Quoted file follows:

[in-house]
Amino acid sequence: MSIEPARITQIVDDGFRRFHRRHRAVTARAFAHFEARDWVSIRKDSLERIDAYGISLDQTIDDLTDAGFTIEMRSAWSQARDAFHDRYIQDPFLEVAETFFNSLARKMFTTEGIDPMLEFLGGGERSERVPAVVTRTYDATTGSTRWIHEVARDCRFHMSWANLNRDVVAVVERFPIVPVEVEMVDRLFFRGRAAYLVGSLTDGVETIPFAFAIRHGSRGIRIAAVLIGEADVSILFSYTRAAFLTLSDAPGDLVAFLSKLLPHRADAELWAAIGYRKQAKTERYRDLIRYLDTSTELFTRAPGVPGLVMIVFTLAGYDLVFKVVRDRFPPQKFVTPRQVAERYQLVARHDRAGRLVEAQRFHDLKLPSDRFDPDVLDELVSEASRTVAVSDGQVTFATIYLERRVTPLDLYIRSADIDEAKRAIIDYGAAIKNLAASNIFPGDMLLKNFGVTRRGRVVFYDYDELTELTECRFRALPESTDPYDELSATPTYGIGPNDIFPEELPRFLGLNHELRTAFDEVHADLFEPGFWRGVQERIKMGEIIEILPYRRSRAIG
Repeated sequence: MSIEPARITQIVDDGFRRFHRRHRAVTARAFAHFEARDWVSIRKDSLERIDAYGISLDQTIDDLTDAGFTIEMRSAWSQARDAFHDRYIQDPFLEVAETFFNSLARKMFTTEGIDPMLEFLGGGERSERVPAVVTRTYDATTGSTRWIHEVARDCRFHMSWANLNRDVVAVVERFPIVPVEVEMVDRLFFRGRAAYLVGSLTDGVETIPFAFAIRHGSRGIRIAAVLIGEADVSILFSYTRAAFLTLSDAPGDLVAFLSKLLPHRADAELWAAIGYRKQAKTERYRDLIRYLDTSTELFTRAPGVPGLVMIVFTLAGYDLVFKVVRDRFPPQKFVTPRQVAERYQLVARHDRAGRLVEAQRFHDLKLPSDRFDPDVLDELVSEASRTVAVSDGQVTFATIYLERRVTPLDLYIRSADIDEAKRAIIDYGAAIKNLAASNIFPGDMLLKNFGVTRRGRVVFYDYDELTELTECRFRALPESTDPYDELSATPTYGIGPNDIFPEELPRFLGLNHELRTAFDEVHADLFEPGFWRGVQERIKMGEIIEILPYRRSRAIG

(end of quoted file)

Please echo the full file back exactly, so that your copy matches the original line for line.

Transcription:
[in-house]
Amino acid sequence: MSIEPARITQIVDDGFRRFHRRHRAVTARAFAHFEARDWVSIRKDSLERIDAYGISLDQTIDDLTDAGFTIEMRSAWSQARDAFHDRYIQDPFLEVAETFFNSLARKMFTTEGIDPMLEFLGGGERSERVPAVVTRTYDATTGSTRWIHEVARDCRFHMSWANLNRDVVAVVERFPIVPVEVEMVDRLFFRGRAAYLVGSLTDGVETIPFAFAIRHGSRGIRIAAVLIGEADVSILFSYTRAAFLTLSDAPGDLVAFLSKLLPHRADAELWAAIGYRKQAKTERYRDLIRYLDTSTELFTRAPGVPGLVMIVFTLAGYDLVFKVVRDRFPPQKFVTPRQVAERYQLVARHDRAGRLVEAQRFHDLKLPSDRFDPDVLDELVSEASRTVAVSDGQVTFATIYLERRVTPLDLYIRSADIDEAKRAIIDYGAAIKNLAASNIFPGDMLLKNFGVTRRGRVVFYDYDELTELTECRFRALPESTDPYDELSATPTYGIGPNDIFPEELPRFLGLNHELRTAFDEVHADLFEPGFWRGVQERIKMGEIIEILPYRRSRAIG
Repeated sequence: MSIEPARITQIVDDGFRRFHRRHRAVTARAFAHFEARDWVSIRKDSLERIDAYGISLDQTIDDLTDAGFTIEMRSAWSQARDAFHDRYIQDPFLEVAETFFNSLARKMFTTEGIDPMLEFLGGGERSERVPAVVTRTYDATTGSTRWIHEVARDCRFHMSWANLNRDVVAVVERFPIVPVEVEMVDRLFFRGRAAYLVGSLTDGVETIPFAFAIRHGSRGIRIAAVLIGEADVSILFSYTRAAFLTLSDAPGDLVAFLSKLLPHRADAELWAAIGYRKQAKTERYRDLIRYLDTSTELFTRAPGVPGLVMIVFTLAGYDLVFKVVRDRFPPQKFVTPRQVAERYQLVARHDRAGRLVEAQRFHDLKLPSDRFDPDVLDELVSEASRTVAVSDGQVTFATIYLERRVTPLDLYIRSADIDEAKRAIIDYGAAIKNLAASNIFPGDMLLKNFGVTRRGRVVFYDYDELTELTECRFRALPESTDPYDELSATPTYGIGPNDIFPEELPRFLGLNHELRTAFDEVHADLFEPGFWRGVQERIKMGEIIEILPYRRSRAIG